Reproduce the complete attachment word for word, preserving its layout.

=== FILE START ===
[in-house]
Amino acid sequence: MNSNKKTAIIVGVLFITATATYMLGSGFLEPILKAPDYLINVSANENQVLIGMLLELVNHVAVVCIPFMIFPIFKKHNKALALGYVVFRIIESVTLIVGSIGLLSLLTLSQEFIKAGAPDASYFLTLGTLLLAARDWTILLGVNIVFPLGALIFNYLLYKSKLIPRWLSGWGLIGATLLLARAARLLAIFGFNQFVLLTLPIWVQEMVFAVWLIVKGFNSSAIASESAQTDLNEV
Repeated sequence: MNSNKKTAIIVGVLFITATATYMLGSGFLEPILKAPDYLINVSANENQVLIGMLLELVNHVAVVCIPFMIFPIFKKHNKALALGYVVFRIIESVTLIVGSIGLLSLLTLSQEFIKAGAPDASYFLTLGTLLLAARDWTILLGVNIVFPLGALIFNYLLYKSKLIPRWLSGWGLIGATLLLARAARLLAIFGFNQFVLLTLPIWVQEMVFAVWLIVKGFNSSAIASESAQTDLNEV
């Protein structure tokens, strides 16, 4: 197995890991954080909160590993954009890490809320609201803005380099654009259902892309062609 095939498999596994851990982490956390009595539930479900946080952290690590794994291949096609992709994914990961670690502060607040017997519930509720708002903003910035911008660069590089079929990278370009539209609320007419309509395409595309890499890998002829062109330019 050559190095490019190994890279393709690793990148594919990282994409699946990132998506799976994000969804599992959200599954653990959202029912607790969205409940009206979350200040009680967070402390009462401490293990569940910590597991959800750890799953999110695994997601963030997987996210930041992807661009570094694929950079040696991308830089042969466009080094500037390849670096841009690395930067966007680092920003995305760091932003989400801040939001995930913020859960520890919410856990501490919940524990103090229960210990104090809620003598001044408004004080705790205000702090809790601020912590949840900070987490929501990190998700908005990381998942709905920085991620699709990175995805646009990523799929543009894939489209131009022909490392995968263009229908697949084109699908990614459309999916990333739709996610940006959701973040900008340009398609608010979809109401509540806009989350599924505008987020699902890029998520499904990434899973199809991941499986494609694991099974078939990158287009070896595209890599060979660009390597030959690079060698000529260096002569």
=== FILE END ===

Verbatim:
[in-house]
Amino acid sequence: MNSNKKTAIIVGVLFITATATYMLGSGFLEPILKAPDYLINVSANENQVLIGMLLELVNHVAVVCIPFMIFPIFKKHNKALALGYVVFRIIESVTLIVGSIGLLSLLTLSQEFIKAGAPDASYFLTLGTLLLAARDWTILLGVNIVFPLGALIFNYLLYKSKLIPRWLSGWGLIGATLLLARAARLLAIFGFNQFVLLTLPIWVQEMVFAVWLIVKGFNSSAIASESAQTDLNEV
Repeated sequence: MNSNKKTAIIVGVLFITATATYMLGSGFLEPILKAPDYLINVSANENQVLIGMLLELVNHVAVVCIPFMIFPIFKKHNKALALGYVVFRIIESVTLIVGSIGLLSLLTLSQEFIKAGAPDASYFLTLGTLLLAARDWTILLGVNIVFPLGALIFNYLLYKSKLIPRWLSGWGLIGATLLLARAARLLAIFGFNQFVLLTLPIWVQEMVFAVWLIVKGFNSSAIASESAQTDLNEV
């Protein structure tokens, strides 16, 4: 197995890991954080909160590993954009890490809320609201803005380099654009259902892309062609 095939498999596994851990982490956390009595539930479900946080952290690590794994291949096609992709994914990961670690502060607040017997519930509720708002903003910035911008660069590089079929990278370009539209609320007419309509395409595309890499890998002829062109330019 050559190095490019190994890279393709690793990148594919990282994409699946990132998506799976994000969804599992959200599954653990959202029912607790969205409940009206979350200040009680967070402390009462401490293990569940910590597991959800750890799953999110695994997601963030997987996210930041992807661009570094694929950079040696991308830089042969466009080094500037390849670096841009690395930067966007680092920003995305760091932003989400801040939001995930913020859960520890919410856990501490919940524990103090229960210990104090809620003598001044408004004080705790205000702090809790601020912590949840900070987490929501990190998700908005990381998942709905920085991620699709990175995805646009990523799929543009894939489209131009022909490392995968263009229908697949084109699908990614459309999916990333739709996610940006959701973040900008340009398609608010979809109401509540806009989350599924505008987020699902890029998520499904990434899973199809991941499986494609694991099974078939990158287009070896595209890599060979660009390597030959690079060698000529260096002569």